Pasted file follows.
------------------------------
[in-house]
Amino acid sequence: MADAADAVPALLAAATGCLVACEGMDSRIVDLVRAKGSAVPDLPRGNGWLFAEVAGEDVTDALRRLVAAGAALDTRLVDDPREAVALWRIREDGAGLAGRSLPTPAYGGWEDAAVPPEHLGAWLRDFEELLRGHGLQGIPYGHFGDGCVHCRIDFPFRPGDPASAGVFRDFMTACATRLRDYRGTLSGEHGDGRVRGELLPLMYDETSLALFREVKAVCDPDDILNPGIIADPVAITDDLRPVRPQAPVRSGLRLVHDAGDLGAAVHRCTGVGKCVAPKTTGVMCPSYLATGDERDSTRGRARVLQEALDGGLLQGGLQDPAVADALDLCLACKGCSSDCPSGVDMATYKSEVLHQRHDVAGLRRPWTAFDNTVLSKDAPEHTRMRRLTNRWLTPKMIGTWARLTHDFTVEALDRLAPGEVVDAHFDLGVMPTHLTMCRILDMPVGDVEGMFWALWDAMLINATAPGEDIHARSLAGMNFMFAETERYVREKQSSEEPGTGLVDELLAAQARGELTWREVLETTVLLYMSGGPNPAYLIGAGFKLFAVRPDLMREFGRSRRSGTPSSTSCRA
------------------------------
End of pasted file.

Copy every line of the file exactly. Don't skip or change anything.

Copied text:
[in-house]
Amino acid sequence: MADAADAVPALLAAATGCLVACEGMDSRIVDLVRAKGSAVPDLPRGNGWLFAEVAGEDVTDALRRLVAAGAALDTRLVDDPREAVALWRIREDGAGLAGRSLPTPAYGGWEDAAVPPEHLGAWLRDFEELLRGHGLQGIPYGHFGDGCVHCRIDFPFRPGDPASAGVFRDFMTACATRLRDYRGTLSGEHGDGRVRGELLPLMYDETSLALFREVKAVCDPDDILNPGIIADPVAITDDLRPVRPQAPVRSGLRLVHDAGDLGAAVHRCTGVGKCVAPKTTGVMCPSYLATGDERDSTRGRARVLQEALDGGLLQGGLQDPAVADALDLCLACKGCSSDCPSGVDMATYKSEVLHQRHDVAGLRRPWTAFDNTVLSKDAPEHTRMRRLTNRWLTPKMIGTWARLTHDFTVEALDRLAPGEVVDAHFDLGVMPTHLTMCRILDMPVGDVEGMFWALWDAMLINATAPGEDIHARSLAGMNFMFAETERYVREKQSSEEPGTGLVDELLAAQARGELTWREVLETTVLLYMSGGPNPAYLIGAGFKLFAVRPDLMREFGRSRRSGTPSSTSCRA